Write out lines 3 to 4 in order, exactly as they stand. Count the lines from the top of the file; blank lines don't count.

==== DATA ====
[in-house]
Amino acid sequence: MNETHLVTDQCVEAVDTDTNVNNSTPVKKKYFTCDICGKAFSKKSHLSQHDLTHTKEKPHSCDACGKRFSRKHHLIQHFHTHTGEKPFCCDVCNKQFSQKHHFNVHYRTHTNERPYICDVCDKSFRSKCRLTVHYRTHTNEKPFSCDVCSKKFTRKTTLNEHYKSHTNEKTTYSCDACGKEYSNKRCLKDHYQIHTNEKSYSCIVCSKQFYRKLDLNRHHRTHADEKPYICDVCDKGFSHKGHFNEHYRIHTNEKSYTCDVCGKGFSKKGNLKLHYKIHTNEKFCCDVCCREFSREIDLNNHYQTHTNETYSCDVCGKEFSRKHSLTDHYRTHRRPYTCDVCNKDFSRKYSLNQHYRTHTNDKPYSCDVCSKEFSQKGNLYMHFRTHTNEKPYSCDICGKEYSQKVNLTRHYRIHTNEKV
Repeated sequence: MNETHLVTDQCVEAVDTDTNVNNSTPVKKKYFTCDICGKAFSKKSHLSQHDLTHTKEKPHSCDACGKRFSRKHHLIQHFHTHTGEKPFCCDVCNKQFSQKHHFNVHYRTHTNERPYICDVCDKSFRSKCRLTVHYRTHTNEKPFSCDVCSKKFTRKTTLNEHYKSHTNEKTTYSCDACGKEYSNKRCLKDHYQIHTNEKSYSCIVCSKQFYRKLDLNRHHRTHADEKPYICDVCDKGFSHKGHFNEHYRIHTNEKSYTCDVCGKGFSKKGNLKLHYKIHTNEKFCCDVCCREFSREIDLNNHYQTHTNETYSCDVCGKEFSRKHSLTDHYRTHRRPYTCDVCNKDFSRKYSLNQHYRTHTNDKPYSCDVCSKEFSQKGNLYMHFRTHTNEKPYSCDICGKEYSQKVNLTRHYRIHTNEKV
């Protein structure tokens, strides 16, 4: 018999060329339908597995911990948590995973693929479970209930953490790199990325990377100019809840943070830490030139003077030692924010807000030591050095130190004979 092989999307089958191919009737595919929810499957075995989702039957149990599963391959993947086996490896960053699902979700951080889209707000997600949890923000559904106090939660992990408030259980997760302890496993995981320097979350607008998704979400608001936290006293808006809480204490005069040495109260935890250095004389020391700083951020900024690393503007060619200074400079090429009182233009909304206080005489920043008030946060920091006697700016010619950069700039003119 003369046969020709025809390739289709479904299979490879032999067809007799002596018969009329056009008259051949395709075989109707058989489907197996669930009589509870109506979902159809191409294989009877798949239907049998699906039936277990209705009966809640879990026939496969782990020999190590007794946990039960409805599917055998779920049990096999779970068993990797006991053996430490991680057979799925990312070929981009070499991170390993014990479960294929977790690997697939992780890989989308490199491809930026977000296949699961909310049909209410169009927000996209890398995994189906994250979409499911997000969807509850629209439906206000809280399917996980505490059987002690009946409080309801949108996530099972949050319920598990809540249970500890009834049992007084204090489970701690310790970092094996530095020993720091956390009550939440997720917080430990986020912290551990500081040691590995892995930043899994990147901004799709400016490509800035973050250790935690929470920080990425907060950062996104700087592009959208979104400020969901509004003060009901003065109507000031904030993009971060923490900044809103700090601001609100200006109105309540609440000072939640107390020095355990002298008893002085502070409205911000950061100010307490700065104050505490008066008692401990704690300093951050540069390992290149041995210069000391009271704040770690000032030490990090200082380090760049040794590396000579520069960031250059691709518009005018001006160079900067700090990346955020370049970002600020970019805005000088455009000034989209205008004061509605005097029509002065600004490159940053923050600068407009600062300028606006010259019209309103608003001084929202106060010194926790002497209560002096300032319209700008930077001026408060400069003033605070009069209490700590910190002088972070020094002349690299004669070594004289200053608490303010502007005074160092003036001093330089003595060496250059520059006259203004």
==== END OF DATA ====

Repeated sequence: MNETHLVTDQCVEAVDTDTNVNNSTPVKKKYFTCDICGKAFSKKSHLSQHDLTHTKEKPHSCDACGKRFSRKHHLIQHFHTHTGEKPFCCDVCNKQFSQKHHFNVHYRTHTNERPYICDVCDKSFRSKCRLTVHYRTHTNEKPFSCDVCSKKFTRKTTLNEHYKSHTNEKTTYSCDACGKEYSNKRCLKDHYQIHTNEKSYSCIVCSKQFYRKLDLNRHHRTHADEKPYICDVCDKGFSHKGHFNEHYRIHTNEKSYTCDVCGKGFSKKGNLKLHYKIHTNEKFCCDVCCREFSREIDLNNHYQTHTNETYSCDVCGKEFSRKHSLTDHYRTHRRPYTCDVCNKDFSRKYSLNQHYRTHTNDKPYSCDVCSKEFSQKGNLYMHFRTHTNEKPYSCDICGKEYSQKVNLTRHYRIHTNEKV
């Protein structure tokens, strides 16, 4: 018999060329339908597995911990948590995973693929479970209930953490790199990325990377100019809840943070830490030139003077030692924010807000030591050095130190004979 092989999307089958191919009737595919929810499957075995989702039957149990599963391959993947086996490896960053699902979700951080889209707000997600949890923000559904106090939660992990408030259980997760302890496993995981320097979350607008998704979400608001936290006293808006809480204490005069040495109260935890250095004389020391700083951020900024690393503007060619200074400079090429009182233009909304206080005489920043008030946060920091006697700016010619950069700039003119 003369046969020709025809390739289709479904299979490879032999067809007799002596018969009329056009008259051949395709075989109707058989489907197996669930009589509870109506979902159809191409294989009877798949239907049998699906039936277990209705009966809640879990026939496969782990020999190590007794946990039960409805599917055998779920049990096999779970068993990797006991053996430490991680057979799925990312070929981009070499991170390993014990479960294929977790690997697939992780890989989308490199491809930026977000296949699961909310049909209410169009927000996209890398995994189906994250979409499911997000969807509850629209439906206000809280399917996980505490059987002690009946409080309801949108996530099972949050319920598990809540249970500890009834049992007084204090489970701690310790970092094996530095020993720091956390009550939440997720917080430990986020912290551990500081040691590995892995930043899994990147901004799709400016490509800035973050250790935690929470920080990425907060950062996104700087592009959208979104400020969901509004003060009901003065109507000031904030993009971060923490900044809103700090601001609100200006109105309540609440000072939640107390020095355990002298008893002085502070409205911000950061100010307490700065104050505490008066008692401990704690300093951050540069390992290149041995210069000391009271704040770690000032030490990090200082380090760049040794590396000579520069960031250059691709518009005018001006160079900067700090990346955020370049970002600020970019805005000088455009000034989209205008004061509605005097029509002065600004490159940053923050600068407009600062300028606006010259019209309103608003001084929202106060010194926790002497209560002096300032319209700008930077001026408060400069003033605070009069209490700590910190002088972070020094002349690299004669070594004289200053608490303010502007005074160092003036001093330089003595060496250059520059006259203004």